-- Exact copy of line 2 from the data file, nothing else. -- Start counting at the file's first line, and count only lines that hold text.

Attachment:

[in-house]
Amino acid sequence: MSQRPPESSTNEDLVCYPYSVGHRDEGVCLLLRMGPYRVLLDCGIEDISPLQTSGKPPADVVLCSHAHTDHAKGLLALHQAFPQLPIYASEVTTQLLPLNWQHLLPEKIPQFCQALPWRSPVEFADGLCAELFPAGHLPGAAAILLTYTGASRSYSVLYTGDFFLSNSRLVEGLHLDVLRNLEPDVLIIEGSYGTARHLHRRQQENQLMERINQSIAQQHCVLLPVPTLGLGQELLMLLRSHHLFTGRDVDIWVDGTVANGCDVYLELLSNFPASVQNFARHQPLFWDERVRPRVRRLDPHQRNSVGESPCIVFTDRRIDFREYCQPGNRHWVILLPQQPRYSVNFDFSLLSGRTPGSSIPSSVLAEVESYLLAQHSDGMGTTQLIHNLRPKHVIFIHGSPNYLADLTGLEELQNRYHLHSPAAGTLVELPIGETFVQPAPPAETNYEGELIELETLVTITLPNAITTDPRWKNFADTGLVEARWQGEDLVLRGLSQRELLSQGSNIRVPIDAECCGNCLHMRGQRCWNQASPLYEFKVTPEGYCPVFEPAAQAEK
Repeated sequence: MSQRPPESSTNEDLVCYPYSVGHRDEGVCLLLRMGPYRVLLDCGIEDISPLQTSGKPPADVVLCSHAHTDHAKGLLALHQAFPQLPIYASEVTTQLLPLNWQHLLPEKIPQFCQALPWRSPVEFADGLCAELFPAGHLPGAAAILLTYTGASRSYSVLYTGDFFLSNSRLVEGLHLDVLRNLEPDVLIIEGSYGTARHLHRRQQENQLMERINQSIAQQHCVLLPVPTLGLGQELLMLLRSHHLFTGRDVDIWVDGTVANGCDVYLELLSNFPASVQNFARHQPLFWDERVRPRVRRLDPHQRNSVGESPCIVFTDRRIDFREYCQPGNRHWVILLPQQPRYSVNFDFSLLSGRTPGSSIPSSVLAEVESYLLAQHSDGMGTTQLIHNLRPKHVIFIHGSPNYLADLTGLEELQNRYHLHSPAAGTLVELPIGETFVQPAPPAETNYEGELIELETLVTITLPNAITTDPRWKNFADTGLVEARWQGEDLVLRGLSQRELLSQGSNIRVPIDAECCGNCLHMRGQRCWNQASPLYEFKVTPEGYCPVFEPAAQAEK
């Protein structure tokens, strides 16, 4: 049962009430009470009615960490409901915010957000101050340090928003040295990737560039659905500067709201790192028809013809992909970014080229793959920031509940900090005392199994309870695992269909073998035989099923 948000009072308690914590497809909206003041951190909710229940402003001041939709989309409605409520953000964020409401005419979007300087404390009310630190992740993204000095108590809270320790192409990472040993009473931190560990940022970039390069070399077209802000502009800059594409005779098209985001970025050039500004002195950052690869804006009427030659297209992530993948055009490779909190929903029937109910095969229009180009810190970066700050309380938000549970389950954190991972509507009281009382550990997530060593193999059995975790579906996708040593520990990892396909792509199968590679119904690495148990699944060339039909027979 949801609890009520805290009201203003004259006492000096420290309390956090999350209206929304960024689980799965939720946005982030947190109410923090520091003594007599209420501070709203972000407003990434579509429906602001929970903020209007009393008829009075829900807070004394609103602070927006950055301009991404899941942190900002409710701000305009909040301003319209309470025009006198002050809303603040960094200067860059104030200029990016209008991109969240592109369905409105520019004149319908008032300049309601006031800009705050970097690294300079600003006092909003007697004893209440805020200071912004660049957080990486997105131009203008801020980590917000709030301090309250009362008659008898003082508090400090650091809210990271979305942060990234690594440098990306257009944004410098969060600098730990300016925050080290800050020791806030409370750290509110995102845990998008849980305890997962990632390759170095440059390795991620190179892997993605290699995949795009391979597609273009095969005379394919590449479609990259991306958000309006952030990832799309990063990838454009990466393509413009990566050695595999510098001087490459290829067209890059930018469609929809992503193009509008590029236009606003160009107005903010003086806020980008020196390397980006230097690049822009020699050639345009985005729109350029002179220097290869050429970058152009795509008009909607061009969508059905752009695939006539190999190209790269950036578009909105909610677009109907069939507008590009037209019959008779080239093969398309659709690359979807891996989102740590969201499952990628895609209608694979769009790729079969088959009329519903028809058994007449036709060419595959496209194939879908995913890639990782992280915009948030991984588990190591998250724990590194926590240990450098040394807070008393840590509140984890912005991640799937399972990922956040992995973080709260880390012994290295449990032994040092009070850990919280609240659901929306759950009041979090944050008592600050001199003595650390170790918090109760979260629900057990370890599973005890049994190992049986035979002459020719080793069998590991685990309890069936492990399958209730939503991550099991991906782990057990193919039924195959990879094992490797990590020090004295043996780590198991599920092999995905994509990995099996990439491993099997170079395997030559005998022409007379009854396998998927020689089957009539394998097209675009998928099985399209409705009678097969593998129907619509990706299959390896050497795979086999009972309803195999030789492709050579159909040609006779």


Amino acid sequence: MSQRPPESSTNEDLVCYPYSVGHRDEGVCLLLRMGPYRVLLDCGIEDISPLQTSGKPPADVVLCSHAHTDHAKGLLALHQAFPQLPIYASEVTTQLLPLNWQHLLPEKIPQFCQALPWRSPVEFADGLCAELFPAGHLPGAAAILLTYTGASRSYSVLYTGDFFLSNSRLVEGLHLDVLRNLEPDVLIIEGSYGTARHLHRRQQENQLMERINQSIAQQHCVLLPVPTLGLGQELLMLLRSHHLFTGRDVDIWVDGTVANGCDVYLELLSNFPASVQNFARHQPLFWDERVRPRVRRLDPHQRNSVGESPCIVFTDRRIDFREYCQPGNRHWVILLPQQPRYSVNFDFSLLSGRTPGSSIPSSVLAEVESYLLAQHSDGMGTTQLIHNLRPKHVIFIHGSPNYLADLTGLEELQNRYHLHSPAAGTLVELPIGETFVQPAPPAETNYEGELIELETLVTITLPNAITTDPRWKNFADTGLVEARWQGEDLVLRGLSQRELLSQGSNIRVPIDAECCGNCLHMRGQRCWNQASPLYEFKVTPEGYCPVFEPAAQAEK